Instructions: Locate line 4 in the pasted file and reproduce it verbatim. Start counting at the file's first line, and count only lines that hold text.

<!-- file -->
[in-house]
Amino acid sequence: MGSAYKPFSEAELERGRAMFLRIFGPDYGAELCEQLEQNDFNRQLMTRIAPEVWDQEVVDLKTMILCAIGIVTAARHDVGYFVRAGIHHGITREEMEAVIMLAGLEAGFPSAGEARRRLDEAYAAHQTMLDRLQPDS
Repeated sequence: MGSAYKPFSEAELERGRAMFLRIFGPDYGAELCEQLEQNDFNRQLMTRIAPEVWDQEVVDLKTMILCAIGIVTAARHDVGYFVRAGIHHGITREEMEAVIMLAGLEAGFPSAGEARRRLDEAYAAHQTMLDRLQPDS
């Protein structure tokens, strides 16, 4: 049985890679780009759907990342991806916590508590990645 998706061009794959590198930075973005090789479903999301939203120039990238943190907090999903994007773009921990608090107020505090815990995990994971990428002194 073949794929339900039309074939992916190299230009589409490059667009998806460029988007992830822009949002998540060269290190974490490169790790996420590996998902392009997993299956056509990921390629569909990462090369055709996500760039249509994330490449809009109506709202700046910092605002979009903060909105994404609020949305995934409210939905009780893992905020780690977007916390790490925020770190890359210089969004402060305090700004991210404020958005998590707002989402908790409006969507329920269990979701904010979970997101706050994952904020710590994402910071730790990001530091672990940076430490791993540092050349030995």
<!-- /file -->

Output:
């Protein structure tokens, strides 16, 4: 049985890679780009759907990342991806916590508590990645 998706061009794959590198930075973005090789479903999301939203120039990238943190907090999903994007773009921990608090107020505090815990995990994971990428002194 073949794929339900039309074939992916190299230009589409490059667009998806460029988007992830822009949002998540060269290190974490490169790790996420590996998902392009997993299956056509990921390629569909990462090369055709996500760039249509994330490449809009109506709202700046910092605002979009903060909105994404609020949305995934409210939905009780893992905020780690977007916390790490925020770190890359210089969004402060305090700004991210404020958005998590707002989402908790409006969507329920269990979701904010979970997101706050994952904020710590994402910071730790990001530091672990940076430490791993540092050349030995």